Phosphorylation of histone H3 Thr-45 is linked to apoptosis

Paul J. Hurd, Andrew J. Bannister, Karen Halls, Mark A. Dawson, Michiel Vermeulen, Jesper V. Olsen, Heba Ismail, Joanna Somers, Matthias Mann, Tom Owen-Hughes, Ivan Gout, Tony Kouzarides

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    75 Citations (Scopus)

    Abstract

    Numerous post-translational modifications have been identified in histones. Most of these occur within the histone tails, but a few have been identified within the histone core sequences. Histone core post-translational modifications have the potential to directly modulate nucleosome structure and consequently DNA accessibility. Here, we identify threonine 45 of histone H3 (H3T45) as a site of phosphorylation in vivo. We find that phosphorylation of H3T45 (H3T45ph) increases dramatically in apoptotic cells, around the time of DNA nicking. To further explore this connection, we analyzed human neutrophil cells because they are short-lived cells that undergo apoptosis in vivo. Freshly isolated neutrophils contain very little H3T45ph, whereas cells cultured for 20 h possess significant amounts; the kinetics of H3T45ph induction closely parallel those of caspase-3 activation. Cytokine inhibition of neutrophil apoptosis leads to reduced levels of H3T45ph. We identify protein kinase C-delta as the kinase responsible for H3T45ph in vitro and in vivo. Given the nucleosomal position of H3T45, we postulate that H3T45ph induces structural change within the nucleosome to facilitate DNA nicking and/or fragmentation.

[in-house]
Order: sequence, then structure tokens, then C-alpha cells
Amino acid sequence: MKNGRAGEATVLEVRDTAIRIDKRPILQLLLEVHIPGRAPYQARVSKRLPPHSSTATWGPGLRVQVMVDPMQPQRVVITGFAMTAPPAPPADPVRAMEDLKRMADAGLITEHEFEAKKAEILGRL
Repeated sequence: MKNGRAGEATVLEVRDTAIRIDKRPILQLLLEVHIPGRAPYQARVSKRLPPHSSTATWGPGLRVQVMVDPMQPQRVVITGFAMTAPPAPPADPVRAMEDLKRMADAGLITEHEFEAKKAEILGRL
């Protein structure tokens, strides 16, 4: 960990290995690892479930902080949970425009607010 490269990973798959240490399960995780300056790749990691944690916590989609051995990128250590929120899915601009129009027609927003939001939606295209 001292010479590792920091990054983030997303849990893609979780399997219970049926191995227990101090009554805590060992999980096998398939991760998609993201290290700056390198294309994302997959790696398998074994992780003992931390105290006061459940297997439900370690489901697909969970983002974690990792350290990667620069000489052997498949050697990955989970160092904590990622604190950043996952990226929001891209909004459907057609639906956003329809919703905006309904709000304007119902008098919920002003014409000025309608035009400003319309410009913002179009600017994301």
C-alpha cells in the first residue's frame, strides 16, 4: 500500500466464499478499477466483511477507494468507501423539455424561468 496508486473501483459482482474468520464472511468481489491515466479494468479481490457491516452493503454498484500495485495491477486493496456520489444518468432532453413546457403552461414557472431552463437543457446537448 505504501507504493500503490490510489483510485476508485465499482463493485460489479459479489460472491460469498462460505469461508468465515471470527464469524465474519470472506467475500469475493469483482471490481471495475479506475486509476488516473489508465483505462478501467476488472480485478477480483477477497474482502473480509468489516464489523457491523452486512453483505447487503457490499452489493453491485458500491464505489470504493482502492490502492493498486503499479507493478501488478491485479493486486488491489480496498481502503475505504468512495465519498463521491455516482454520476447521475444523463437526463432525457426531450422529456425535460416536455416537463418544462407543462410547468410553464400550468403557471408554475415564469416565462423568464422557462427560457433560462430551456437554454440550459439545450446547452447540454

Original languageEnglish
    Pages (from-to)16575-16583
    Number of pages9
    JournalJournal of Biological Chemistry
    Volume284
    Issue number24
    DOIs
    Publication statusPublished - 12 Jun 2009

    Keywords

    • KINASE C-DELTA
    • NEUTROPHIL APOPTOSIS
    • LEUKEMIA-CELLS
    • LYSINE 9
    • ACTIVATION
    • RECOGNITION
    • METHYLATION
    • TRAP
    • SITE
    • HL60

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